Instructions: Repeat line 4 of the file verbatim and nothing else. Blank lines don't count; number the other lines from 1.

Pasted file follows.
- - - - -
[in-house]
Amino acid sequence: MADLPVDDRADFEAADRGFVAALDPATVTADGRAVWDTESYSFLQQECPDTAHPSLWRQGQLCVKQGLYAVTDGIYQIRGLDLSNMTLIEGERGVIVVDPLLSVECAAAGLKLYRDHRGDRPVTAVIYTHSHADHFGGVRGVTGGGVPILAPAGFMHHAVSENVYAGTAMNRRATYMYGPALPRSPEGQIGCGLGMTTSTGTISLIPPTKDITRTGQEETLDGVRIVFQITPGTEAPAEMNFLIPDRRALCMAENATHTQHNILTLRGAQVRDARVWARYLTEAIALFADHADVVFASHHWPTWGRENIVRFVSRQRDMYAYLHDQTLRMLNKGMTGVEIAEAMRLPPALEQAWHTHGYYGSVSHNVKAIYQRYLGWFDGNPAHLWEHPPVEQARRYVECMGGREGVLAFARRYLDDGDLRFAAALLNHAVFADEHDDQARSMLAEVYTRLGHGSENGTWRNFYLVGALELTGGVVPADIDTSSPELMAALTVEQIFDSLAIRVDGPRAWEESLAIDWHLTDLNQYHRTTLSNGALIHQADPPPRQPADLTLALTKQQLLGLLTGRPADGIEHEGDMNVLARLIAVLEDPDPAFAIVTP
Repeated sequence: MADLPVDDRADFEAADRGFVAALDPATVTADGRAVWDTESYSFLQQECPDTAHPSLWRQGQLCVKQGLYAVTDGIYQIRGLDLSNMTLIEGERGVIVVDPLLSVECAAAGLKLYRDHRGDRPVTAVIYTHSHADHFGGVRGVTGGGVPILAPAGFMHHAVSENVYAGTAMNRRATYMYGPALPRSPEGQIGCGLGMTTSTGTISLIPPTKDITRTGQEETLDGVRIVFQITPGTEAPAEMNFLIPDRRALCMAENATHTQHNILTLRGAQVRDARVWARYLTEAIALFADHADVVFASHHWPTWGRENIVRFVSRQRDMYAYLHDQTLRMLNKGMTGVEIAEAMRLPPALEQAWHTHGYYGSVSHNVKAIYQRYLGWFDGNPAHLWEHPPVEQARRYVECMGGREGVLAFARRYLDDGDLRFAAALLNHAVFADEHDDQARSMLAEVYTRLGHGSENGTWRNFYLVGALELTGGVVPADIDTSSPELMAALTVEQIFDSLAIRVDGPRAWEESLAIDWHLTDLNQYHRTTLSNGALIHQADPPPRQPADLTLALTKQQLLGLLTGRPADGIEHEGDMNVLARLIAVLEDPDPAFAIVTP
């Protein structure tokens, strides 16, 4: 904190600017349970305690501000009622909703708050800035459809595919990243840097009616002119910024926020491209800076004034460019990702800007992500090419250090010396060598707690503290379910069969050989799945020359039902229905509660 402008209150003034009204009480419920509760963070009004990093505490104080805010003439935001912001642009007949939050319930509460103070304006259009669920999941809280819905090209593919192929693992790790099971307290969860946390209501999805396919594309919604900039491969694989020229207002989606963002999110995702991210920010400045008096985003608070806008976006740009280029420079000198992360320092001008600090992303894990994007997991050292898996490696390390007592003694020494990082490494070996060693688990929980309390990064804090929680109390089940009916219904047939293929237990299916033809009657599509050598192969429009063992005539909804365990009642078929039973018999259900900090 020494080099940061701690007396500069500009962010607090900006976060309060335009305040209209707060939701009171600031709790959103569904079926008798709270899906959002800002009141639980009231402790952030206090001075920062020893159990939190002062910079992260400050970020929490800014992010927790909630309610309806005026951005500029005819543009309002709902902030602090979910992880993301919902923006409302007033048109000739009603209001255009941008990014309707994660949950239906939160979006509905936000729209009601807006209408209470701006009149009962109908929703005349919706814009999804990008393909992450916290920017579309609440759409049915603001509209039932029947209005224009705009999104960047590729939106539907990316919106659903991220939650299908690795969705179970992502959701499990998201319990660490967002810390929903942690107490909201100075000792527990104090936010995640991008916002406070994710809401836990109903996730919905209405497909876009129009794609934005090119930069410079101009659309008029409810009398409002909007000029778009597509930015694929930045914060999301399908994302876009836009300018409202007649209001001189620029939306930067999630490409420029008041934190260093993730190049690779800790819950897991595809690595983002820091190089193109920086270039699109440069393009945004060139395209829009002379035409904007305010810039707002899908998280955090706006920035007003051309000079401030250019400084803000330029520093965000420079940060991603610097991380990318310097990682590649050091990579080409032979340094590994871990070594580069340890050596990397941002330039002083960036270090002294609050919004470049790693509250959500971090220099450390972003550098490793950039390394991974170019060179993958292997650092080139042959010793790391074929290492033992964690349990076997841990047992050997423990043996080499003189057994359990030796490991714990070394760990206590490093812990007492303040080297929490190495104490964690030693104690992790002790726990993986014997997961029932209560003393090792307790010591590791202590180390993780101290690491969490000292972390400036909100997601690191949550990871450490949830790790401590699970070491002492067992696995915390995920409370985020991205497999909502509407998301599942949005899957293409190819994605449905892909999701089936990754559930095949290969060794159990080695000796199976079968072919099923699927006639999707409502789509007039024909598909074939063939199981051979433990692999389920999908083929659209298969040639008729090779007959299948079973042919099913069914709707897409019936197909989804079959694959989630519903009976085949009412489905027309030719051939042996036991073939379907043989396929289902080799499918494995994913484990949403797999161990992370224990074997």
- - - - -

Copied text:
């Protein structure tokens, strides 16, 4: 904190600017349970305690501000009622909703708050800035459809595919990243840097009616002119910024926020491209800076004034460019990702800007992500090419250090010396060598707690503290379910069969050989799945020359039902229905509660 402008209150003034009204009480419920509760963070009004990093505490104080805010003439935001912001642009007949939050319930509460103070304006259009669920999941809280819905090209593919192929693992790790099971307290969860946390209501999805396919594309919604900039491969694989020229207002989606963002999110995702991210920010400045008096985003608070806008976006740009280029420079000198992360320092001008600090992303894990994007997991050292898996490696390390007592003694020494990082490494070996060693688990929980309390990064804090929680109390089940009916219904047939293929237990299916033809009657599509050598192969429009063992005539909804365990009642078929039973018999259900900090 020494080099940061701690007396500069500009962010607090900006976060309060335009305040209209707060939701009171600031709790959103569904079926008798709270899906959002800002009141639980009231402790952030206090001075920062020893159990939190002062910079992260400050970020929490800014992010927790909630309610309806005026951005500029005819543009309002709902902030602090979910992880993301919902923006409302007033048109000739009603209001255009941008990014309707994660949950239906939160979006509905936000729209009601807006209408209470701006009149009962109908929703005349919706814009999804990008393909992450916290920017579309609440759409049915603001509209039932029947209005224009705009999104960047590729939106539907990316919106659903991220939650299908690795969705179970992502959701499990998201319990660490967002810390929903942690107490909201100075000792527990104090936010995640991008916002406070994710809401836990109903996730919905209405497909876009129009794609934005090119930069410079101009659309008029409810009398409002909007000029778009597509930015694929930045914060999301399908994302876009836009300018409202007649209001001189620029939306930067999630490409420029008041934190260093993730190049690779800790819950897991595809690595983002820091190089193109920086270039699109440069393009945004060139395209829009002379035409904007305010810039707002899908998280955090706006920035007003051309000079401030250019400084803000330029520093965000420079940060991603610097991380990318310097990682590649050091990579080409032979340094590994871990070594580069340890050596990397941002330039002083960036270090002294609050919004470049790693509250959500971090220099450390972003550098490793950039390394991974170019060179993958292997650092080139042959010793790391074929290492033992964690349990076997841990047992050997423990043996080499003189057994359990030796490991714990070394760990206590490093812990007492303040080297929490190495104490964690030693104690992790002790726990993986014997997961029932209560003393090792307790010591590791202590180390993780101290690491969490000292972390400036909100997601690191949550990871450490949830790790401590699970070491002492067992696995915390995920409370985020991205497999909502509407998301599942949005899957293409190819994605449905892909999701089936990754559930095949290969060794159990080695000796199976079968072919099923699927006639999707409502789509007039024909598909074939063939199981051979433990692999389920999908083929659209298969040639008729090779007959299948079973042919099913069914709707897409019936197909989804079959694959989630519903009976085949009412489905027309030719051939042996036991073939379907043989396929289902080799499918494995994913484990949403797999161990992370224990074997």